Movie review, 'The Country Bears'

Chicago BearsFamilyJohn HiattCelebritiesM.C. GaineyDiedrich Bader

The bears outperform the humans in "The Country Bears," a movie based on the Disney theme-park show "Country Bear Jamboree." And why shouldn't they? Playing the longtime park band -- fiddler Zeb Zoober, one-string thang player Tennessee O'Neal, lead guitarist/banjo picker Ted Bedderhead and bassist Fred Bedderhead -- are hordes of talented people, with the good ol' bears animatronically re-created by Jim Henson's Creature Shop and given musical/dramatic life by songwriter John Hiatt and lots of actors, singers and puppeteers.

Unfortunately, the humans only have scripts to support them. So for every bear triumph, "Country Bears" also features cliched jokes, corny sentiment, ludicrous shtick and the most flabbergasting set of star cameos since Martha Stewart and Michael Jackson wandered into "Men in Black II."

Rarely has such a silly movie been graced by so many weird star turns. "Country Bears" is a by-the-numbers family comedy featuring the four rustic bluegrass bears, who've been whooping it up at various Disney park jamborees since they were introduced at Walt Disney World in 1971. But as the tale of their proposed reunion and their battle against bad bank guy Reed Thimple (Christopher Walken) thumpingly unwinds, stars keep rolling in -- everyone from Queen Latifah to Elton John.

One of the unlikeliest stars isn't making a cameo, but playing the voice-acting lead: Haley Joel Osment as alienated but plucky 11-year-old Barry Bearington, who leaves his human family (dad Stephen Tobolowsky and mom Meagan Fay) after being teased by his human brother Dex (Eli Marienthal) and wanders off to find his idols and role models. Unfortunately, the Bears are scattered around the country, and Country Bear Hall is about to be bulldozed by the evil Thimple. Only a determined effort by Barry and the Bears' old road manager (M.C. Gainey) can help reassemble the guys for a benefit concert and save the day.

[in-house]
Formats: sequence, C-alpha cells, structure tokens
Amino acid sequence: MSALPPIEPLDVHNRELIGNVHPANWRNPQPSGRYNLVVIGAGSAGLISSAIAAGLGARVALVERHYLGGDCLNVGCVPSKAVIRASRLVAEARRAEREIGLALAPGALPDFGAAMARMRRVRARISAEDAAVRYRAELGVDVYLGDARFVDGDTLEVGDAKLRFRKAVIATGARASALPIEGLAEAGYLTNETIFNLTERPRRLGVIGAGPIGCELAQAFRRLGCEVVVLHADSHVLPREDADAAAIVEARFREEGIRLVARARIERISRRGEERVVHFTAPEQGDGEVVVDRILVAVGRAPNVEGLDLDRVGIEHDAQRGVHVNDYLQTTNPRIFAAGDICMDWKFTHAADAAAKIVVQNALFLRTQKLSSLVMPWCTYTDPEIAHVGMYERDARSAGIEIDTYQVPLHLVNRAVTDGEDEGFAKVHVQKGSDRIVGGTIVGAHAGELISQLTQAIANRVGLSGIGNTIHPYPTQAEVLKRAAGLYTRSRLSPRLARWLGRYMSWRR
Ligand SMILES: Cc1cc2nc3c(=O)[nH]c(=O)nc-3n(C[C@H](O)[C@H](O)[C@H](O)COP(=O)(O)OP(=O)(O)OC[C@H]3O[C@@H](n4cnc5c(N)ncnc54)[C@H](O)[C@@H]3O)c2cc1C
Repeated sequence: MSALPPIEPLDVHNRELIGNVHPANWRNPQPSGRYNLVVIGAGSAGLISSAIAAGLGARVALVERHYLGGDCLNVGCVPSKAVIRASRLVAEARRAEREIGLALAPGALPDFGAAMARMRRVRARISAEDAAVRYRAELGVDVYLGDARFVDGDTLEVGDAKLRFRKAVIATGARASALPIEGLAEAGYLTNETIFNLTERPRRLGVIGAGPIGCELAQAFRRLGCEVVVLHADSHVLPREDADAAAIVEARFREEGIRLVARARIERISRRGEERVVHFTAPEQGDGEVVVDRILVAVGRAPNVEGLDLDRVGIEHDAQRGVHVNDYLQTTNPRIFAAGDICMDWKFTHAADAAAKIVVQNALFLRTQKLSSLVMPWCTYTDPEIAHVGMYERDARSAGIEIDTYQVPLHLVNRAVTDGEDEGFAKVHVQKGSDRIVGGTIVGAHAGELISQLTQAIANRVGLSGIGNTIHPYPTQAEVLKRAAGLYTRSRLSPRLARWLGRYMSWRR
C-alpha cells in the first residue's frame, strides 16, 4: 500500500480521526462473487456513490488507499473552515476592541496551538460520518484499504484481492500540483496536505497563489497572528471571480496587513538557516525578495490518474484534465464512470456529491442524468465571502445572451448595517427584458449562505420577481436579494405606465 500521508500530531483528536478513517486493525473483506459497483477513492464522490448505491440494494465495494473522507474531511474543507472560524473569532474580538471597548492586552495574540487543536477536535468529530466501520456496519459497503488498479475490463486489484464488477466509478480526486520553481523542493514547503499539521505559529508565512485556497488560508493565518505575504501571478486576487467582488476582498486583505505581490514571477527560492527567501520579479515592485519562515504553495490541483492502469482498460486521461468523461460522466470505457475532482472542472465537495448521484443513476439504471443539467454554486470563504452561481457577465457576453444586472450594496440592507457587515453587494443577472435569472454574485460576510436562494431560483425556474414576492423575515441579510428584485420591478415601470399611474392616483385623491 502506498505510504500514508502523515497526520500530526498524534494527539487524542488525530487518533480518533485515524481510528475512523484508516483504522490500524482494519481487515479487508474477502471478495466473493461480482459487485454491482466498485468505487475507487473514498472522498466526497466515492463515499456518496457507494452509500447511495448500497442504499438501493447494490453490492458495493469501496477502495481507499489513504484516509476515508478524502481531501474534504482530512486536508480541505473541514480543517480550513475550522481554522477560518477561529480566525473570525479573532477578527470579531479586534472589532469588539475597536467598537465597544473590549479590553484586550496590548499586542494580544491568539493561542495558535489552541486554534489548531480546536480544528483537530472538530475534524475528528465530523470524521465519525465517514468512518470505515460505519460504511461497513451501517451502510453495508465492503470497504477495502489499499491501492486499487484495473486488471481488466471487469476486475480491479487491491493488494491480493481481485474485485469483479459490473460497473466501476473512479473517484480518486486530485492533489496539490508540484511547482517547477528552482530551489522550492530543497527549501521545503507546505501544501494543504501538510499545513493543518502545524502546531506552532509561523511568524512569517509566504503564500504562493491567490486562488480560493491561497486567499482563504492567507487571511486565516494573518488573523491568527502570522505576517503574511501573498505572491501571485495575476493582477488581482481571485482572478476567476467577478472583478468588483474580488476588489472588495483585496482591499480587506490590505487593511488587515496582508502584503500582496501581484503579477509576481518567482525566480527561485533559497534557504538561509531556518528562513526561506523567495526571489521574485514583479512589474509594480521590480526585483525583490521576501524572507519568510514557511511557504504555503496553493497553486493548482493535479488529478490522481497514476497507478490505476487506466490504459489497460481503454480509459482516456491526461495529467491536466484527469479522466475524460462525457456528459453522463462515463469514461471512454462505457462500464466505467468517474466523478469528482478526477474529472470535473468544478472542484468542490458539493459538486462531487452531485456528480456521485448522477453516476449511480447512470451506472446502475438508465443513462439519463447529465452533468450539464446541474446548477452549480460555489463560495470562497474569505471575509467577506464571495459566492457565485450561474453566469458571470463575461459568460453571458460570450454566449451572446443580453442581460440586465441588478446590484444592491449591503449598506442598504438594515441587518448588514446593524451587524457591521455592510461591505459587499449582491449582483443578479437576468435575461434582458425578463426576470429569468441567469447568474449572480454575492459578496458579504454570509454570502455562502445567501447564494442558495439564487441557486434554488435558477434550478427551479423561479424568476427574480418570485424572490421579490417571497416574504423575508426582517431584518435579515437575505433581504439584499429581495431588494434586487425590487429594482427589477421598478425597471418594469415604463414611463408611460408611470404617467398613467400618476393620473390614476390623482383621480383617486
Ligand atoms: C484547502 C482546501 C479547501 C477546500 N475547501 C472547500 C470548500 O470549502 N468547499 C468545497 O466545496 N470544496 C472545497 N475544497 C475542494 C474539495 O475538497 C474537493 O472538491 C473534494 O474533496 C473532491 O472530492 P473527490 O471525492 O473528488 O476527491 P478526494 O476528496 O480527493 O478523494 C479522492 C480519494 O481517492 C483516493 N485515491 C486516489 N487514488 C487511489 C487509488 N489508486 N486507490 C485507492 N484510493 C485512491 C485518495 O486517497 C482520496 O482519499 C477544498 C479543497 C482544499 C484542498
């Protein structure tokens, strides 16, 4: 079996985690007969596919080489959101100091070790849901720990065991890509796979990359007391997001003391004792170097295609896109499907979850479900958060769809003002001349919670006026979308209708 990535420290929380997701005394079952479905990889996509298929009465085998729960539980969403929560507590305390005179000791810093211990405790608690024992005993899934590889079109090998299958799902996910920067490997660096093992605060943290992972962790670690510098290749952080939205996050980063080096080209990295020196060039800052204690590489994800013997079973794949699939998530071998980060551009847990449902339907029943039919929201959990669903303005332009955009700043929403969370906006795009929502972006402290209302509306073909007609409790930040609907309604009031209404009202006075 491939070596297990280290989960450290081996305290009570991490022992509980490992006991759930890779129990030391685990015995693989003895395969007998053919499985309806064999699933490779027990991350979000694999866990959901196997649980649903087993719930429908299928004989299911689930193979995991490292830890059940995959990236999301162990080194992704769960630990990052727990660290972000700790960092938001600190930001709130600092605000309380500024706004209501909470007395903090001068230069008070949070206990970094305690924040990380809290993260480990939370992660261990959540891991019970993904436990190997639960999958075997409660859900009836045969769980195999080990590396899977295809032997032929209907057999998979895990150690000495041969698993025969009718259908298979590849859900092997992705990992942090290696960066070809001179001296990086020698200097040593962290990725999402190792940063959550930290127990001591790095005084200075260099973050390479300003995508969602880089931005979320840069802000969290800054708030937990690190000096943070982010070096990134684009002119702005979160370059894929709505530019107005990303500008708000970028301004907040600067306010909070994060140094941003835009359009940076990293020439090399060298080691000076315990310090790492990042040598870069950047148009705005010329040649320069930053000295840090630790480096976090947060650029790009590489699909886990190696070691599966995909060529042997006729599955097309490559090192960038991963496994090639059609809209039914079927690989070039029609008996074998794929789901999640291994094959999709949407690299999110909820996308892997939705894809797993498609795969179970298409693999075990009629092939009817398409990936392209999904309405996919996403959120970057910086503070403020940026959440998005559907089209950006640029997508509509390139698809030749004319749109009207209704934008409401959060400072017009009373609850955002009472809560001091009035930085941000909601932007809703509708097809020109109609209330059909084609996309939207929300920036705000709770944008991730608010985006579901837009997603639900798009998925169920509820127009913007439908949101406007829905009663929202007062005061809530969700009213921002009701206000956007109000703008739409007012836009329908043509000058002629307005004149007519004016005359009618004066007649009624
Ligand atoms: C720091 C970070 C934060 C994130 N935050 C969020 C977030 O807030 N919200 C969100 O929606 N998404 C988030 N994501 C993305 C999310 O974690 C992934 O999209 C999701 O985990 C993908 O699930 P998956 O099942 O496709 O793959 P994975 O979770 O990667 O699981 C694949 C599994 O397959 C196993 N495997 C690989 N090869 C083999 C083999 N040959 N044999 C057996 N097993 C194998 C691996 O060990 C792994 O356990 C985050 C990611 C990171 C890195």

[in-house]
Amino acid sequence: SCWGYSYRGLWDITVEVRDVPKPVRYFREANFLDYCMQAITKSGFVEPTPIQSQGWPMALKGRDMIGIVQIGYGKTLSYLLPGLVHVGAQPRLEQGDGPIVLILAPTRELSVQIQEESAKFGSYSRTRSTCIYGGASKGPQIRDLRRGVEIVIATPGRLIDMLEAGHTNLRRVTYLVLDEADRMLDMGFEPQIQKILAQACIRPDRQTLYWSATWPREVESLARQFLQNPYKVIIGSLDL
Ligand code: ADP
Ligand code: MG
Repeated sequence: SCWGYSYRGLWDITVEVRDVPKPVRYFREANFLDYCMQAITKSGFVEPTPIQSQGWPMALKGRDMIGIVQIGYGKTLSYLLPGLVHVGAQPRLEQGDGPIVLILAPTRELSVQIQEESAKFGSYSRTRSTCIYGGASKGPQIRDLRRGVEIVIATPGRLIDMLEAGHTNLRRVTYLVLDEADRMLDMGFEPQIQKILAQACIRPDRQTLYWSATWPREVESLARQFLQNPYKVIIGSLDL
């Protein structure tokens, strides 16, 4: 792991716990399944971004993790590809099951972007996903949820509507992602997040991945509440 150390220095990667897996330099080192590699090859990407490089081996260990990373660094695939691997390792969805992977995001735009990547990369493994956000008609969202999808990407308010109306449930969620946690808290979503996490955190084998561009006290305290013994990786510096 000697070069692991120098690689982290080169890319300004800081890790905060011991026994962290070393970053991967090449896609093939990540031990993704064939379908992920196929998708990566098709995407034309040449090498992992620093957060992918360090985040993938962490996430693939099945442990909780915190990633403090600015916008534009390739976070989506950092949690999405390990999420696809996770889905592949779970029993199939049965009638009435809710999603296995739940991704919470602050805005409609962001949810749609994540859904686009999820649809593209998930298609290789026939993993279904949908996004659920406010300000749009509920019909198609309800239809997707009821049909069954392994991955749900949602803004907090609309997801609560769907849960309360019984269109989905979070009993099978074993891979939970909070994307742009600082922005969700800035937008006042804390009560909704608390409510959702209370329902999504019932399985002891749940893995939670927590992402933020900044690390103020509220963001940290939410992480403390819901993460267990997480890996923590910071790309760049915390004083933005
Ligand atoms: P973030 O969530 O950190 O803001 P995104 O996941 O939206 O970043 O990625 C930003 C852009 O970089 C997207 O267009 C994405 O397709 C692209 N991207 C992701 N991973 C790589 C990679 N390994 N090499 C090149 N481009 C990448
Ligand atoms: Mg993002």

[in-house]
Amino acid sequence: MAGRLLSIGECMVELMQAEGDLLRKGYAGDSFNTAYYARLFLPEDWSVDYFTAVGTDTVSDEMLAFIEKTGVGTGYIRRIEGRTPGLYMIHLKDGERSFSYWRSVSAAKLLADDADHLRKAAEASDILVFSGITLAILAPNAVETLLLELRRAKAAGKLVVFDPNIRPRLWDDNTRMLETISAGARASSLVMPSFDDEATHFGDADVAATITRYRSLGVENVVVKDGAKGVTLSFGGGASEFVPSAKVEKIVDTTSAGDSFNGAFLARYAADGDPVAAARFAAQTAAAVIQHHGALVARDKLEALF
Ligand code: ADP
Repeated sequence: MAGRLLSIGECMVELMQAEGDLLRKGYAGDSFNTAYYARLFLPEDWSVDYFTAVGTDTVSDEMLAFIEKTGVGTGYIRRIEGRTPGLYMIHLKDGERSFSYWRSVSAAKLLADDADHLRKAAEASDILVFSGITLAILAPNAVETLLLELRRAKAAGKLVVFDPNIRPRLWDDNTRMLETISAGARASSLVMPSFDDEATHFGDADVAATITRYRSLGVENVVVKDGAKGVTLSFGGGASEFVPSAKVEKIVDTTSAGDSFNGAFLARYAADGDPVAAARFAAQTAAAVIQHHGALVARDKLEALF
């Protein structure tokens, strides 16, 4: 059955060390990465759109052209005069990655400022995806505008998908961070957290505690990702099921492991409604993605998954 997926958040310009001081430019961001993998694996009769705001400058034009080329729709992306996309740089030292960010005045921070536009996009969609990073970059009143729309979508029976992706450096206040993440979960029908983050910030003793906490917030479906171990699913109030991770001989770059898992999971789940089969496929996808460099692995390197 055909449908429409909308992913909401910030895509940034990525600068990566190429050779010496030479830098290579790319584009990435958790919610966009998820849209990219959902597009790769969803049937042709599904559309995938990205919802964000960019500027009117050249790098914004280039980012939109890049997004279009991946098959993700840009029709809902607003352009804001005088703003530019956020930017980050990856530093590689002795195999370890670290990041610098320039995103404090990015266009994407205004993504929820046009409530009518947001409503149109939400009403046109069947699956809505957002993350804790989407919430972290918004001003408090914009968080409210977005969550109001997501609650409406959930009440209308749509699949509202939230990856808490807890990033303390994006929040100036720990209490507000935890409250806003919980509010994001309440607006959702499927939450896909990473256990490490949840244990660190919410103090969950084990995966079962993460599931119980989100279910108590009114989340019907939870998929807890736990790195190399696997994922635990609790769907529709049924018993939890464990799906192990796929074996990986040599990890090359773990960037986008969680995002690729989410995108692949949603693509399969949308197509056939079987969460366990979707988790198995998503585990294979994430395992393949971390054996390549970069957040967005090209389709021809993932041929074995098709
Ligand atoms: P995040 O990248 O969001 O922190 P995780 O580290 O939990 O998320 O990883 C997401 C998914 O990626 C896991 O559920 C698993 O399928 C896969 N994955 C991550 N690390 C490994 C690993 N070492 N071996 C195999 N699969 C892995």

Will Barry find and reunite them despite the crazed Thimple and the chuckleheaded police team of Hamm (Daryl Mitchell) and Cheets (Diedrich Bader)? Whatever non-suspense and non-amusement is involved in answering that question, thanks to Perez's screenplay there is a certain thrill as each new cameo star comes rolling preposterously on.

One by one they pop up: Bonnie Raitt and the Eagles' Don Henley admiring a sizzling Country Bears bar set, Brian Setzer in a guitar-fiddle duel with Zeb Zoober (to Setzer's original song "I'm Only in It for the Honey"), Jennifer Paige as a singing waitress, Willie Nelson and Queen Latifah both citing The Bears as a major influence, and Sir Elton John puttering around on the presumed estate of C.B. lead guitarist Ted Bedderhead. In a strange way, the producers and director Peter Hastings are trying to be as hip as possible here. The Bears' band even uses Elvis Costello's old drummer, Pete Thomas. But it's a losing battle, even if the Bears themselves aren't a bad bar band. Picking and wailing out a set of John Hiatt songs (with Hiatt singing for Tennessee O'Neal), the Bears manage to sound at least like Lynyrd Skynyrd at a Sunday picnic.

What makes this movie somewhat worth looking at is the way the animatronics experts, puppeteers and voice actors make these bears come alive: Stephen Root as Zeb, Hiatt and Toby Huss as Tennessee, Brad Garrett as Fred, and Bader (again) as Ted (with Candy Ford as Bear chanteuse Trixie, and growly James Gammon as Bear caretaker Big Al). They're fun to watch and hear -- but why can't the humans be as human?

Is it really an advantage to invest such subtlety and warmth in an animatronic bear when the humans are acting like puppets? "Country Bears" features a comic car wash sequence staged to the theme song of the 1976 movie "Car Wash." There's also a sustained joke about armpit music, and Alex Rocco as a '60s burnout promoter with a phony wig. But of all the humans involved, Dex is the only one who ever registers the fact that he's talking to bears. There is one weirdo inspiration: Thimple, dancing in bunny slippers to a Bob Dylan ballad. But even with Walken to raise the curve, the human actors are trapped on a sub-sitcom level.

"The Country Bears" once again proves that any well-known commercial property is grist for Hollywood's mill -- we may yet see a $100 million feature based on the works of Ronald McDonald. Indeed, two more Disney park rides are already scheduled to be turned into movies: "Pirates of the Caribbean" and "The Haunted Mansion." And a Country Bears sequel is already in the works. Don't get me wrong: I think these bears are cute ol' boys. But though children may enjoy this movie, some adults will hate themselves in the morning.

2 stars
"The Country Bears"

Directed by Peter Hastings; written by Mark Perez III; photographed by Mitchell Amundsen; edited by George Bowers, Seth Flaum, Dean Holland; production designed by Dan Bishop; songs by John Hiatt, with Peter Hastings, and Brian Setzer; music by Christopher Young; produced by Jeffrey Chernov, Andrew Gunn. A Buena Vista Pictures release; opens Friday, July 26. Running time: 1:28. MPAA rating: G.
Beary Barrington -- voice of Haley Joel Osment
Reed Thimple -- Christopher Walken
Ted Bedderhead -- voice of Diedrich Bader
Mr. Barrington -- Stephen Tobolowsky
Roadie -- M.C. Gainey
Officer Hamm -- Daryl Mitchell Singing Waitress -- Jennifer Paige

Michael Wilmington is the Chicago Tribune Movie Critic.

Copyright © 2014, Los Angeles Times
Comments
Loading